Dental enamel hypoplasia is a deficit in enamel matrix formation occurring in childhood and resulting from nutritional deficiency or diseases. Examination of hypoplastic lesions in ancient skeletal remains provides an excellent index of developmental stress levels in the past. In this research, the incidence and distribution of Linear Enamel Hypoplasia (LEH) were detected to investigate whether the social status had affected the health and nutritional conditions of the Romans during the Imperial Age. Dental enamel hypoplasia was observed in the teeth of 200 human skeletal remains found in two large necropoles from the Imperial Age in Rome (Italy). Both necropoles, dated back to (1st-2nd centuries A.D.), are located near the ancient centre of Rome and the presence of different typologies of graves, with monumental mausoleums and simple tombs, testifies that the cemeteries were used by diversified social classes. The availability of two sub-samples with different subsistence patterns in the same population permitted to evaluate the distribution of the dental stress markers evidencing the differences between the social classes. Enamel hypoplasia was collected in the whole dentition and differences were found between anterior and posterior teeth, male and female samples, upper and lower social classes. The results will be discussed taking into account other skeletal and dental indicators of health and life condition collected in the sample, and in relation to the economic and social life in Rome during the Imperial Age.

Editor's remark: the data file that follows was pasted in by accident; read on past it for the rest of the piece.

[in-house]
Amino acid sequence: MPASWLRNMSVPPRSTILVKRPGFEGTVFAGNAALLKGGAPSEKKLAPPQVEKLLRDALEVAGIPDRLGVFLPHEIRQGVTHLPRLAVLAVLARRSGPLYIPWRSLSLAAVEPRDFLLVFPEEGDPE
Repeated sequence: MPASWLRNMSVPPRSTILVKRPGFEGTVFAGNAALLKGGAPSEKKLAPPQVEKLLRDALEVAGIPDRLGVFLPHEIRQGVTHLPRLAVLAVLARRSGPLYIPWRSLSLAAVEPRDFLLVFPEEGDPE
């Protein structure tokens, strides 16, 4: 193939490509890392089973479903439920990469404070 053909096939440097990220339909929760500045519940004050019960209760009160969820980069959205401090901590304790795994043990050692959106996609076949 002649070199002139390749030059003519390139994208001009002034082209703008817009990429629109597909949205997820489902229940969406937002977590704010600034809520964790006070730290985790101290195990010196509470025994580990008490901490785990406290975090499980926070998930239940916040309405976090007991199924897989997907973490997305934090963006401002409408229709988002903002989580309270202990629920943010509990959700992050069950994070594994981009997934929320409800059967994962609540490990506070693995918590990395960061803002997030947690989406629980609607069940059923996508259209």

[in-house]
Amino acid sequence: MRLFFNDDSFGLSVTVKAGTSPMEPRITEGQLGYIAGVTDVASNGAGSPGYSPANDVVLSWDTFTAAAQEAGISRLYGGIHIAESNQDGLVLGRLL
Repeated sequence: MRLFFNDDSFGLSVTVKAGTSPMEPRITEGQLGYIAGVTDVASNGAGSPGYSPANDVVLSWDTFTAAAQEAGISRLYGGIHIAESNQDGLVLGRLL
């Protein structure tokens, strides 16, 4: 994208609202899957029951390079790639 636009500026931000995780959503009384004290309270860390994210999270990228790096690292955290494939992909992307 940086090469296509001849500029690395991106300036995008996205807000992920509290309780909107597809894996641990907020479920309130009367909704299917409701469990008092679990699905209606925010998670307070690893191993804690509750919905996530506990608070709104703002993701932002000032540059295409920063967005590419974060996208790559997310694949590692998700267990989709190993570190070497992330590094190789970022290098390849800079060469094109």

|Titolo:||Enamel hypoplasia and health condition through social status in the Roman Imperial Age|
|Anno del prodotto:||2018|
|Appare nelle tipologie:||4.3 Poster|